While Moses has his family visiting him, he continues his work. The people who need him stand before him. He is accessible to everyone. He is the servant of them all. But it is a long queue. On the second day of his visit Jethro sees Moses at work. The scope of the work leads Jethro to give Moses a suggestion to lighten his heavy load. He proposes that Moses should delegate tasks, while Moses himself is available for the difficult things and also represents the people before God.
This proposal is accepted by Moses. He appoints men of ability as heads over the people. These men are always available when there is a problem that needs to be addressed. He himself continues to handle the difficult cases.
The prophetic application is that the Lord Jesus in the reign of the kingdom of peace, involves others in His reign. According to their degree of faithfulness, the believers are given authority over a number of cities (Lk 19:16-1916The first appeared, saying, ‘Master, your mina has made ten minas more.’17And he said to him, ‘Well done, good slave, because you have been faithful in a very little thing, you are to be in authority over ten cities.’18The second came, saying, ‘Your mina, master, has made five minas.’19And he said to him also, ‘And you are to be over five cities.’).
The question has been asked whether Moses had to accept Jethro’s proposal. According to Jethro, the task is too heavy for Moses. According to his judgment, Moses, if he continues like this, will become exhausted. Has God Himself not been able to make this clear to Moses? Jethro is not of the people. Nor does he go with the people (verse 2727Then Moses bade his father-in-law farewell, and he went his way into his own land.).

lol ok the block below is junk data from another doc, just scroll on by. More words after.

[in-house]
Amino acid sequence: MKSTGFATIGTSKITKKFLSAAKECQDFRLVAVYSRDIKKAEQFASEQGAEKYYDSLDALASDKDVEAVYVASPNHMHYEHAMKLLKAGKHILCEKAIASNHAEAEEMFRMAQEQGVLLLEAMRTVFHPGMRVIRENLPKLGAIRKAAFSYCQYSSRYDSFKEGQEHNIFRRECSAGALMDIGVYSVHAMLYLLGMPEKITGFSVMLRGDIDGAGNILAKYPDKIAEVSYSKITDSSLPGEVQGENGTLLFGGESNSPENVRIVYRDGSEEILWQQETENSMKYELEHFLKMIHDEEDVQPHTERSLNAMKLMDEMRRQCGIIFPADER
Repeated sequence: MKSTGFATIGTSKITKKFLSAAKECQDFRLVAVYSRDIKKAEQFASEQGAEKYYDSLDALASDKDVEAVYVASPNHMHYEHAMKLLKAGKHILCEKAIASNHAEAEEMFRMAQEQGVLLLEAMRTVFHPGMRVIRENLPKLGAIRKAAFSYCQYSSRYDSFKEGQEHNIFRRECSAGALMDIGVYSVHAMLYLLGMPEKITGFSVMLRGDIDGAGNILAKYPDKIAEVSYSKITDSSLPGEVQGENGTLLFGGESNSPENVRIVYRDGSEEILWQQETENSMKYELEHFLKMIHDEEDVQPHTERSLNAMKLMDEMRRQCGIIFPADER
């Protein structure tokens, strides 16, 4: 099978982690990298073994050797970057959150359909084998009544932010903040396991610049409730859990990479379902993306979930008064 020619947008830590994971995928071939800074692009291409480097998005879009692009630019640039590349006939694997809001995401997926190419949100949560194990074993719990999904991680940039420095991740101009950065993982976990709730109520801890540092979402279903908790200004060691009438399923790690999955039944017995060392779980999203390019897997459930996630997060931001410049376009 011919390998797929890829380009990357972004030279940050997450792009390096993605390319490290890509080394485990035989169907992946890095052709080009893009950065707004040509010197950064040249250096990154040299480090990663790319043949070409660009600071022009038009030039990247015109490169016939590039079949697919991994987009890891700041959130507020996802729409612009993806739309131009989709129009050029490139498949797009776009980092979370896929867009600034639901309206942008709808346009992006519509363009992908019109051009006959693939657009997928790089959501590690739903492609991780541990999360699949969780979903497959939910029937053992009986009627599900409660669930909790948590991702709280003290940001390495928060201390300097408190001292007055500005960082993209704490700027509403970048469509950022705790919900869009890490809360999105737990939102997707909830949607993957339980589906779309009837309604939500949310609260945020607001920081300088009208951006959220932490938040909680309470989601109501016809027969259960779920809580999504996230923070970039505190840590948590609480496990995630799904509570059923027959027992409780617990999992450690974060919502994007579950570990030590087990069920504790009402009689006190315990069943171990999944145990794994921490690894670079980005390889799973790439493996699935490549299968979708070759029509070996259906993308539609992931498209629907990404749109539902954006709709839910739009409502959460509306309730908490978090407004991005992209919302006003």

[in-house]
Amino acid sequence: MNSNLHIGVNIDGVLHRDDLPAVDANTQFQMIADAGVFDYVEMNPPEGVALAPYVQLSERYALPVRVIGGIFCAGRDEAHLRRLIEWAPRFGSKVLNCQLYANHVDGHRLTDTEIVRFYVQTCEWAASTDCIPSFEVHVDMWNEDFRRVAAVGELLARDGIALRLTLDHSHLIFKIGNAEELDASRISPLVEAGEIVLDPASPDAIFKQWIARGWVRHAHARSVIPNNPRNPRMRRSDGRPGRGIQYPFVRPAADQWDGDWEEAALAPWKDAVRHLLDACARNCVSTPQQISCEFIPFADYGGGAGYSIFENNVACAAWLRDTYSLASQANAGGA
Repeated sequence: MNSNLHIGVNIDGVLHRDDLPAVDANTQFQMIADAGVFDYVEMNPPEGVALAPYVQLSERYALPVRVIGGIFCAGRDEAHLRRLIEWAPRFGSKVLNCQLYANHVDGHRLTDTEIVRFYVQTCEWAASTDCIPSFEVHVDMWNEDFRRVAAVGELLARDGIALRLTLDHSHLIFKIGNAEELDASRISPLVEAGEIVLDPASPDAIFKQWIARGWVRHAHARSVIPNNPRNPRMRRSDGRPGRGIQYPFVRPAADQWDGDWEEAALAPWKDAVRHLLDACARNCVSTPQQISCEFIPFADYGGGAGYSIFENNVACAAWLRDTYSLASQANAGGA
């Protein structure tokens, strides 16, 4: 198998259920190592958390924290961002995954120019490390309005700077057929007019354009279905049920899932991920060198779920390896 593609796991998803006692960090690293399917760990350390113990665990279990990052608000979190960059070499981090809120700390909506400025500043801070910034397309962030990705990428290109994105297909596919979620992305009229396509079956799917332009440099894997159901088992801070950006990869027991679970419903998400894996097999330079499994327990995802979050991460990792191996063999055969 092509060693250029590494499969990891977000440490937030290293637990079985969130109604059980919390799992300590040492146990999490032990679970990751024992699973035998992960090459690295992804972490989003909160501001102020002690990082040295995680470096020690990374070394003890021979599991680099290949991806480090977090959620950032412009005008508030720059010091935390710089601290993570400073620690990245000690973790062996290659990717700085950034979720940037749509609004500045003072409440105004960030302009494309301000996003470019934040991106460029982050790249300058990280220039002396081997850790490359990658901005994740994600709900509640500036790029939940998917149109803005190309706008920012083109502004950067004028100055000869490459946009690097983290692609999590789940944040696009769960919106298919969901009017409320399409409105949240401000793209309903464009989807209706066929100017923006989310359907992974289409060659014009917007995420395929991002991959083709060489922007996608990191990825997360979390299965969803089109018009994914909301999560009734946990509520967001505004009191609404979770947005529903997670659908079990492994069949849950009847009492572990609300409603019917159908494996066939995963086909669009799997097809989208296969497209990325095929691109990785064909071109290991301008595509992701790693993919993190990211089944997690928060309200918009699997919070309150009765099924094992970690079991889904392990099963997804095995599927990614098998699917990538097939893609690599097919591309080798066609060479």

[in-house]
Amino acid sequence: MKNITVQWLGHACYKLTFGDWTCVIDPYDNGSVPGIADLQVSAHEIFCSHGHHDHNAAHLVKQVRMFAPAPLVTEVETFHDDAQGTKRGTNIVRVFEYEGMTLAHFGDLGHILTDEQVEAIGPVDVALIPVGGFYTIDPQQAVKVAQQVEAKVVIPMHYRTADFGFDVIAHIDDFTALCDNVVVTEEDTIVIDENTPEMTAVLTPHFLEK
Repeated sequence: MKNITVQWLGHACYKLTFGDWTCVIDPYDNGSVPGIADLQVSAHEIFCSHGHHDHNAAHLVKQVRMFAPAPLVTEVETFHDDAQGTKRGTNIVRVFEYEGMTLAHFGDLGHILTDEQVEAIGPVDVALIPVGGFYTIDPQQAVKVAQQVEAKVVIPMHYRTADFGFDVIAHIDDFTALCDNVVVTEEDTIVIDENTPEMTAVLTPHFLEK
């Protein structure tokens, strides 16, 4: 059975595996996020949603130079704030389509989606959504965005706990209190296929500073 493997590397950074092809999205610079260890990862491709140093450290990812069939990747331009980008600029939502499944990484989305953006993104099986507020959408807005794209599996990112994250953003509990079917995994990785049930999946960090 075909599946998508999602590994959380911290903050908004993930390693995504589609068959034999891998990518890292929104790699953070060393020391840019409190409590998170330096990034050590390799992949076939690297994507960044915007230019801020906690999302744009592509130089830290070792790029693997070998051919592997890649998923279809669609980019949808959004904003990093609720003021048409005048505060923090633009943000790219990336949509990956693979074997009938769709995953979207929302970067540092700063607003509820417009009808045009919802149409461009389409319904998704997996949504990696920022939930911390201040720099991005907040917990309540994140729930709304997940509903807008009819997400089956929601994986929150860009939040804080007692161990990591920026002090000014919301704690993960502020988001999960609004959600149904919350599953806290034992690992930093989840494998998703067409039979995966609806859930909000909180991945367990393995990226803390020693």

Although Jethro says in verse 2323If you do this thing and God [so] commands you, then you will be able to endure, and all these people also will go to their place in peace.” that Moses should only respond to his proposal if “God [so] commands you,” the following verse speaks only of Moses doing according to what his father-in-law has recommended. We do not read about a commandment from God to act like this.
But it is also possible that God has used Jethro to introduce an order in the government of Israel. In connection with the prophetic application that has been made above, this is also a possibility. Jethro also says what kind of men should assist Moses. They must
1. be able, men with sound and determined judgment.
2. be God-fearing, men who act out of respect for God, to whom they are ultimately accountable in their jurisdiction.
3. be reliable, men who speak the truth.
4. hate dishonest gain, men who are not bribable, who do not accept handouts.
The description of these qualities shows that Jethro has insight into who can assist Moses. He recommends that Moses discuss it with God and only do it if God commands him to do so. We can assume that Moses did the same. The fact that no mention is made of a commandment from God does not necessarily mean that God has not given His permission. Moses is a man who lives in communion with God.
We can apply the qualities required by Jethro to the ministry of the shepherds in the church (cf. 1Pet 5:2-32shepherd the flock of God among you, exercising oversight not under compulsion, but voluntarily, according to [the will of] God; and not for sordid gain, but with eagerness;3nor yet as lording it over those allotted to your charge, but proving to be examples to the flock.). In a broader application we see that God Himself has given different tasks or gifts in the church. He “has placed the members, each one of them, in the body, just as He desired” (1Cor 12:1818But now God has placed the members, each one of them, in the body, just as He desired.). He did so in a way that “the members may have the same care for one another” (1Cor 12:2525so that there may be no division in the body, but [that] the members may have the same care for one another.). It is important to point this out to each other, so that everything is not done by just a few.